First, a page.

Assisted dying laws to bring comfort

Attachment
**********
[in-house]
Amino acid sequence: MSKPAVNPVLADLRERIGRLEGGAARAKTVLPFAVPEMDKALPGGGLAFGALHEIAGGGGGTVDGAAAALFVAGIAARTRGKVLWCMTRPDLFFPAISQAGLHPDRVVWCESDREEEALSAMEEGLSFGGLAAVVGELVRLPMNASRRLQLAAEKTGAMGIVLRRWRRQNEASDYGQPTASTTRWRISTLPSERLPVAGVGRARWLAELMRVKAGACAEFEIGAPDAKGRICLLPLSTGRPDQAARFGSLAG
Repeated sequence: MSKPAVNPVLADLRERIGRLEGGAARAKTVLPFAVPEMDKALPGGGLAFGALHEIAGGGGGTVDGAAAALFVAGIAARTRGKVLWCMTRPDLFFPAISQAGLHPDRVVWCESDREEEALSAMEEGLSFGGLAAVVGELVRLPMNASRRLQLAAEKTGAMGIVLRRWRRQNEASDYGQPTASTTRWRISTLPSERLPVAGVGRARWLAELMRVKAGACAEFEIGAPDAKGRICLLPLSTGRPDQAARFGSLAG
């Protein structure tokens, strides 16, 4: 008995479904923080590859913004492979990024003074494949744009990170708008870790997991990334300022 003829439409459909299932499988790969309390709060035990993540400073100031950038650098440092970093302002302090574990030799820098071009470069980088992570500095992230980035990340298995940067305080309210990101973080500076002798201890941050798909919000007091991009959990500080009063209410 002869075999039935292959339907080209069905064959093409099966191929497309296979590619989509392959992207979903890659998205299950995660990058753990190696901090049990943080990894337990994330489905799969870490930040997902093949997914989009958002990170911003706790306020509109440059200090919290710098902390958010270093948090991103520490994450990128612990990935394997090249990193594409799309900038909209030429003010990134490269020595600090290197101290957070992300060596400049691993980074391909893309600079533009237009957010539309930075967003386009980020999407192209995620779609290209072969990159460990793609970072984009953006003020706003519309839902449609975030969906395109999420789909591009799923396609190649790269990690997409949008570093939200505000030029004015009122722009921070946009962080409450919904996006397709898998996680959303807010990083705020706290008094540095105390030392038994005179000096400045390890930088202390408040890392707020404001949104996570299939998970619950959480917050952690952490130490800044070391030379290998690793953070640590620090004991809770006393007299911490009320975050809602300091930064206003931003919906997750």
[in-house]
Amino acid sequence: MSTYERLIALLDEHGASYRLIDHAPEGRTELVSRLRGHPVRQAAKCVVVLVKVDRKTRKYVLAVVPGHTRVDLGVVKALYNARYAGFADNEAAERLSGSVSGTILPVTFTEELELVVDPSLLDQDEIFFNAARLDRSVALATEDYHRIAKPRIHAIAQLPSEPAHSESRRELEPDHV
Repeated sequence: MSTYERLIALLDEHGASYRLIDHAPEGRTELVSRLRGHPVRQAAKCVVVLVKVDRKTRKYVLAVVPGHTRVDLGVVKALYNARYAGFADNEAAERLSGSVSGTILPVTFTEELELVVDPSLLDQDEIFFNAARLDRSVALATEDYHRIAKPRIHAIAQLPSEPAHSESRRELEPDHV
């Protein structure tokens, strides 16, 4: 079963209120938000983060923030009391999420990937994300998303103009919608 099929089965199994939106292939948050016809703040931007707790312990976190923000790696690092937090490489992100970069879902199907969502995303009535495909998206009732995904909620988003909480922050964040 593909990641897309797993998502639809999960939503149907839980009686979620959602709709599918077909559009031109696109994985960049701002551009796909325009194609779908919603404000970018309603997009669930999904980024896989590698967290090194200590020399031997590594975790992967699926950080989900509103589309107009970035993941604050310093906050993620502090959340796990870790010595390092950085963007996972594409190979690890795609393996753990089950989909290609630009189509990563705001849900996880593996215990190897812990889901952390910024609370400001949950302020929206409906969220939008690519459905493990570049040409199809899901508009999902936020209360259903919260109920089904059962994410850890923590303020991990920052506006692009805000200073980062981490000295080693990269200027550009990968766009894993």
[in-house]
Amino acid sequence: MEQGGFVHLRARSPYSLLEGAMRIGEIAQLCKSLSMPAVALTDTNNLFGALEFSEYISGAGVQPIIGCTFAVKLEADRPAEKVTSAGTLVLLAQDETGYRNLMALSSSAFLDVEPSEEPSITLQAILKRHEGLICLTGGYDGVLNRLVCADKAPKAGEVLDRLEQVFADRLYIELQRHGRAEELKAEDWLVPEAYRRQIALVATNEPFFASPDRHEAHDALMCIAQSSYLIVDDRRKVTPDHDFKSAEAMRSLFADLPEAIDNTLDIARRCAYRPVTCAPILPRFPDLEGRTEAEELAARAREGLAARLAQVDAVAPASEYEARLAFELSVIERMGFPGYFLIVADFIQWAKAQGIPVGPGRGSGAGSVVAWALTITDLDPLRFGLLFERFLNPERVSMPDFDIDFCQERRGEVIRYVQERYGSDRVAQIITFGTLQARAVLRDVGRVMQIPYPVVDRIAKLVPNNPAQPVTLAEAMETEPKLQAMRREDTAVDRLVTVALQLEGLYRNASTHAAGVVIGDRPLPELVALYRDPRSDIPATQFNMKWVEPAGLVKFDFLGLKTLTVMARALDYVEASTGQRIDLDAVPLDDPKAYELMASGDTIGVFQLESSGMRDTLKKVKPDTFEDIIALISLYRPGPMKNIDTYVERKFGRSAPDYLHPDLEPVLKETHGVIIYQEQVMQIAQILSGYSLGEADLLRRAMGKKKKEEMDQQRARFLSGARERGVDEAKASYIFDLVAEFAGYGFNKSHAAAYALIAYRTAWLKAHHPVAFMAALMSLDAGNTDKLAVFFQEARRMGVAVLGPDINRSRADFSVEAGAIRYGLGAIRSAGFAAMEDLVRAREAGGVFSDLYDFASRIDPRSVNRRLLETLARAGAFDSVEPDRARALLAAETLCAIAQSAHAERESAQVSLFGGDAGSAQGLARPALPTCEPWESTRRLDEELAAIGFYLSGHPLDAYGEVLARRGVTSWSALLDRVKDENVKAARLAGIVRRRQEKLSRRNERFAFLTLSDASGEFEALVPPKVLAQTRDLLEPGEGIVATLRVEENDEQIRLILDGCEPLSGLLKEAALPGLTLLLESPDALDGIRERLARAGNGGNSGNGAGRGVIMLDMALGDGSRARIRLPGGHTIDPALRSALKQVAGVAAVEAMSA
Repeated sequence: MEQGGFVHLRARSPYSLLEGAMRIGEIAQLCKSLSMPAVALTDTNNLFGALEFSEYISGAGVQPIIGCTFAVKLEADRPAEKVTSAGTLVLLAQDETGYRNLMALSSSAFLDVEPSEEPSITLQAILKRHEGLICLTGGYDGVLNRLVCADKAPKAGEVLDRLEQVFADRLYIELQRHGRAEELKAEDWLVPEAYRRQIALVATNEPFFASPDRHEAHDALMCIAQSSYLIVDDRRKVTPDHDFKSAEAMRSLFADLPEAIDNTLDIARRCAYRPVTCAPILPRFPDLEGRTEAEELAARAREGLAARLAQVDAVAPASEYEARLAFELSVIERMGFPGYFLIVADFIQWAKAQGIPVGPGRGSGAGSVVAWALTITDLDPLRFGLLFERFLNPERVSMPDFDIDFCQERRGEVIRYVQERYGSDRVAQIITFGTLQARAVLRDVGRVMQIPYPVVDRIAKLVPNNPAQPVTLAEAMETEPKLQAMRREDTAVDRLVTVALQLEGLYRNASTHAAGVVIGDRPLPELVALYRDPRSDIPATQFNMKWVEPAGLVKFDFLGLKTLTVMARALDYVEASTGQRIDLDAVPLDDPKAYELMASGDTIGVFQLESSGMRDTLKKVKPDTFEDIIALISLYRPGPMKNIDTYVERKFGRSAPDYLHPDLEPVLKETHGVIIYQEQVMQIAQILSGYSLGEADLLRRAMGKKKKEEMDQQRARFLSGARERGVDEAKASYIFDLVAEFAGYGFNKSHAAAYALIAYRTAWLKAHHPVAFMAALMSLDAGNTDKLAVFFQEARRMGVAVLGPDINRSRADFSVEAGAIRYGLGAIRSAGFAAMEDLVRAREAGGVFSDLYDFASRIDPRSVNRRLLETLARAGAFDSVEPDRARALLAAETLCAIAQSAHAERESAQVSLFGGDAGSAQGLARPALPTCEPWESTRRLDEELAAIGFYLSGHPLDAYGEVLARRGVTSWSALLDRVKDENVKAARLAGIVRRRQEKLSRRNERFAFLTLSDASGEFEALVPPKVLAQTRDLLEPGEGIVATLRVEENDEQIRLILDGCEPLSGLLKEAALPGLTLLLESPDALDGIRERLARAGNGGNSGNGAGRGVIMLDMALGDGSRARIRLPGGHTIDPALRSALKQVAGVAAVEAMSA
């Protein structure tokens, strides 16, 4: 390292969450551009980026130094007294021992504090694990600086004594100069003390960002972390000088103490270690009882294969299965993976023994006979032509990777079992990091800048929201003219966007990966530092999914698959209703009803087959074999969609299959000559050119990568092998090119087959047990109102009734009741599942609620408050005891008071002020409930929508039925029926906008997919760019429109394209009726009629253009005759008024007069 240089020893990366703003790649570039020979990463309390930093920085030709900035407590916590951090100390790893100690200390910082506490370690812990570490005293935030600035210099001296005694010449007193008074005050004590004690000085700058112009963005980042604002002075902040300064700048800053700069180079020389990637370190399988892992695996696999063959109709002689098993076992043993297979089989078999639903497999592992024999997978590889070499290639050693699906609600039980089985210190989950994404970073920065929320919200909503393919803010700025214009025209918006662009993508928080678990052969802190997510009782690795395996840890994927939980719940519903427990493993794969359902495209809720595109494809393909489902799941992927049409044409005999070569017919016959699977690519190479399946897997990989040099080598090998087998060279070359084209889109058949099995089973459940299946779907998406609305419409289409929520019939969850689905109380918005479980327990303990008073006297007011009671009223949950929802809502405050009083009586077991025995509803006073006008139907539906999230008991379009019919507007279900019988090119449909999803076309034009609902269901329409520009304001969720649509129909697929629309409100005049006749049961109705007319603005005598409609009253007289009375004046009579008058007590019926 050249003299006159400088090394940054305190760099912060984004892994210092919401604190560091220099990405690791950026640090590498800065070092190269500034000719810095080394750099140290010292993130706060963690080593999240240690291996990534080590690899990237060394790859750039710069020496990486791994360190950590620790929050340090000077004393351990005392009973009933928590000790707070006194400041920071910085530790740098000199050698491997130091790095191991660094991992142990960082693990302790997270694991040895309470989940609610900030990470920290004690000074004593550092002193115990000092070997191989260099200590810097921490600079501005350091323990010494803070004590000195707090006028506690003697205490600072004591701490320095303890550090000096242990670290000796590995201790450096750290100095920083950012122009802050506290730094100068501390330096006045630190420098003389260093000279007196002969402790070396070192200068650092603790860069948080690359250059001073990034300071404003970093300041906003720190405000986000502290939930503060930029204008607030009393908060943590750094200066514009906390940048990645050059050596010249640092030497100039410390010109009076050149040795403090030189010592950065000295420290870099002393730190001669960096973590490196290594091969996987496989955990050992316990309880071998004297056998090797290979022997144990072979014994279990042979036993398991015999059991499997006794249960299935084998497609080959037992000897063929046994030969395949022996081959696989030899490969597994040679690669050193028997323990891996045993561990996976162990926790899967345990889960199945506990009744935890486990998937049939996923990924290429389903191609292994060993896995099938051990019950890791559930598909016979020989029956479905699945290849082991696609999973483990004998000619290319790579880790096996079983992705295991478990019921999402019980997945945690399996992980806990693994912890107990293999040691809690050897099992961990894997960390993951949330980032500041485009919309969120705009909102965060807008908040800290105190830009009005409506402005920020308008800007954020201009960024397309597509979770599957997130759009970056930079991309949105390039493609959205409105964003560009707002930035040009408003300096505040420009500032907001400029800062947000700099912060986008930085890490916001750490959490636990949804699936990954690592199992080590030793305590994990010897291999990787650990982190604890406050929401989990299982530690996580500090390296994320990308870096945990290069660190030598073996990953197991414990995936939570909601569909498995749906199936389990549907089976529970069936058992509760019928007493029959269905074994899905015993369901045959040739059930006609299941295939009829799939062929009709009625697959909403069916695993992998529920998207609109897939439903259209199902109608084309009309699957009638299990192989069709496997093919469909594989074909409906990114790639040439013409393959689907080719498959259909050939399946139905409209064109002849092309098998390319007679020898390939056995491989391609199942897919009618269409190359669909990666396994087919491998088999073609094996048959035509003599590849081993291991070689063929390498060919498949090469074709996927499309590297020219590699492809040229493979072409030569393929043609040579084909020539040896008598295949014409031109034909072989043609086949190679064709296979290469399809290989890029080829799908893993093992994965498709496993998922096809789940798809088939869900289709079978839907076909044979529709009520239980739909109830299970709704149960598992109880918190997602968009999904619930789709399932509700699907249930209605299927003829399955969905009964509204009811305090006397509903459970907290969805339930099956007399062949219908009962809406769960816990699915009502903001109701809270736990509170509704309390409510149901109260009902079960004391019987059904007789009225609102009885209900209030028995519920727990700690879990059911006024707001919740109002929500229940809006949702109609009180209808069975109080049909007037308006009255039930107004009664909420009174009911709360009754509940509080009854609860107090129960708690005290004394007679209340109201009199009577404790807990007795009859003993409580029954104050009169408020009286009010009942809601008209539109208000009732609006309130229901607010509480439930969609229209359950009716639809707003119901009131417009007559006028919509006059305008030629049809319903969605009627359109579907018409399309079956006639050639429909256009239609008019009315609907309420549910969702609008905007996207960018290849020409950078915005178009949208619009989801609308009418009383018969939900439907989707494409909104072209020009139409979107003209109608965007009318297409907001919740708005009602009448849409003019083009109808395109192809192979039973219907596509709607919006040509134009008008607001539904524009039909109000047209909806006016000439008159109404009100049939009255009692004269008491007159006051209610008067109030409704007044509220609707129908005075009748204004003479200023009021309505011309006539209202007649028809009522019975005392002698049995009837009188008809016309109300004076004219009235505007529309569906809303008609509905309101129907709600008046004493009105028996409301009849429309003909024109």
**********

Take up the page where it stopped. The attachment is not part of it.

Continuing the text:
20 Dec 2017 Euroa Gazette, Euroa VIC (General News) by Will Murray AFTER 101 hours and 14 minutesthe equivalent of four days, five hours and 14 minutes of debate across both chambers of the Victoria Parliamentvoluntary euthanasia will be available to Victorians in 2019. The Voluntary Assisted Dying Bill (VAD) passed the final hurdle late last month thanks to support on both sides of the aisle. When it comes into law in around 18 months, it will allow patients who are over 18, of sound mind, and have had two independent medical assessments to confirm they are within six months of death, access to lethal drugs. There are some exemptions to the six month rule, including one for those with Motor Neurone Disease (MND). For Jaclyn Symes (MLC, Northern Victoria), getting to this point has been a two-year journey as part of the Legal and Social Issues Committee Inquiry into End of Life Choices. Much of the past couple of years as part of the committee has been spent travelling across the state, hearing from palliative care experts, doctors, patients, and listening to the personal experiences of families who have had a loved one die badly, Ms Symes said. After hearing the stories these people had to tell, we made our recommendation to the government that something needed to be done to ensure a better outcome for vulnerable people, to restore some dignity, and to prevent these horrible deaths. It hasnt been an easy task getting the bill through, but its one of the most worthwhile processes Ive been involved in, and an absolute privilege to be part of the committee on this issue. Ms Symes said the expert panel that developed their recommendation into legislation to put before the parliament did a fantastic job in ensuring a balance was achieved between accessibility and protection against abuse of the law. The law in its original, un-amended form was very well thought out, and was based on all the best information available from other jurisdictions with voluntary euthanasia laws, she said. There have been some amendments which I think are unnecessary, but thats the reality of politics sometimes. What we have now is a law that will offer many people a lot of comfort, knowing that they have control over ending their life if it should become necessary, and a lot of people who have personal experience of a bad death happy that it wont happen to others. Ms Symes said the support from the community has continued to grow over the past few months, as the issue garnered more and more attention. While the debate was for the most part a respectful one, Ms Symes said that things went downhill once opponents of the bill realised they were not going to be successful. Some of the arguments against the bill were paternalistic and downright offensive, she said. They were put forward under the guise of being designed to protect little old ladies from greedy relatives coercing them into euthanasia, but they were designed to drum up fear and not add to the debate. In reality, coercion is made virtually impossible by the safeguards in place, and those opposed were merely trying to filibuster the debate until we gave up. By the end we were called Nazis and told we had blood on our hands, but we achieved a good result. The law will come into effect in 2019, which Ms Symes said gave the government time to prepare and make sure that everything is in place to accommodate the law change, and ensure they get it right. We have a little way to go before we will be capable of implementing the law; doctors have to be ready, pharmaceuticals have to be available, and by extending the date to 2019 we are making sure were ready. Its heart-breaking for some that VAD will not be available to them, but hope they get some comfort knowing that it is coming. Licensed by Copyright Agency. You may only copy or communicate this work with a licence.